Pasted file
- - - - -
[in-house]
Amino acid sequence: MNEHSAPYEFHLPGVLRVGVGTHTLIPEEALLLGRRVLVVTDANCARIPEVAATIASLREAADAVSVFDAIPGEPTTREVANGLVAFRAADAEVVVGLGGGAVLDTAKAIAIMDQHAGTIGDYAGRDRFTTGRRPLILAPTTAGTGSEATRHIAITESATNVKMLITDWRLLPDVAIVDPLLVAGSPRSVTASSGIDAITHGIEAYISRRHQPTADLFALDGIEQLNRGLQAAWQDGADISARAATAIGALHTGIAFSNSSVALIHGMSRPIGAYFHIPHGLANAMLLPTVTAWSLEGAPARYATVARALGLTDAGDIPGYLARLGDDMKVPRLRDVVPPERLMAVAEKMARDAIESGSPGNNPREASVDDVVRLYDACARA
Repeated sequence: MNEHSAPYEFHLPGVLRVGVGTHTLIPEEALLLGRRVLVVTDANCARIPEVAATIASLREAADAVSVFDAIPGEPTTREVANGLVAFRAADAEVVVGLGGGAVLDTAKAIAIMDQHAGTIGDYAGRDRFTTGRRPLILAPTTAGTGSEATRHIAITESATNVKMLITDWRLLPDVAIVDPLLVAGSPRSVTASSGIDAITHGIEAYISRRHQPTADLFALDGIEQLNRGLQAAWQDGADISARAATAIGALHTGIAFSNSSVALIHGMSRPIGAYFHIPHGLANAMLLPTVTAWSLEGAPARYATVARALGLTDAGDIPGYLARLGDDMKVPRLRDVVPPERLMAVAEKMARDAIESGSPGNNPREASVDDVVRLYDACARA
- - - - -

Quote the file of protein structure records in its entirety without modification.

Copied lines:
[in-house]
Amino acid sequence: MNEHSAPYEFHLPGVLRVGVGTHTLIPEEALLLGRRVLVVTDANCARIPEVAATIASLREAADAVSVFDAIPGEPTTREVANGLVAFRAADAEVVVGLGGGAVLDTAKAIAIMDQHAGTIGDYAGRDRFTTGRRPLILAPTTAGTGSEATRHIAITESATNVKMLITDWRLLPDVAIVDPLLVAGSPRSVTASSGIDAITHGIEAYISRRHQPTADLFALDGIEQLNRGLQAAWQDGADISARAATAIGALHTGIAFSNSSVALIHGMSRPIGAYFHIPHGLANAMLLPTVTAWSLEGAPARYATVARALGLTDAGDIPGYLARLGDDMKVPRLRDVVPPERLMAVAEKMARDAIESGSPGNNPREASVDDVVRLYDACARA
Repeated sequence: MNEHSAPYEFHLPGVLRVGVGTHTLIPEEALLLGRRVLVVTDANCARIPEVAATIASLREAADAVSVFDAIPGEPTTREVANGLVAFRAADAEVVVGLGGGAVLDTAKAIAIMDQHAGTIGDYAGRDRFTTGRRPLILAPTTAGTGSEATRHIAITESATNVKMLITDWRLLPDVAIVDPLLVAGSPRSVTASSGIDAITHGIEAYISRRHQPTADLFALDGIEQLNRGLQAAWQDGADISARAATAIGALHTGIAFSNSSVALIHGMSRPIGAYFHIPHGLANAMLLPTVTAWSLEGAPARYATVARALGLTDAGDIPGYLARLGDDMKVPRLRDVVPPERLMAVAEKMARDAIESGSPGNNPREASVDDVVRLYDACARA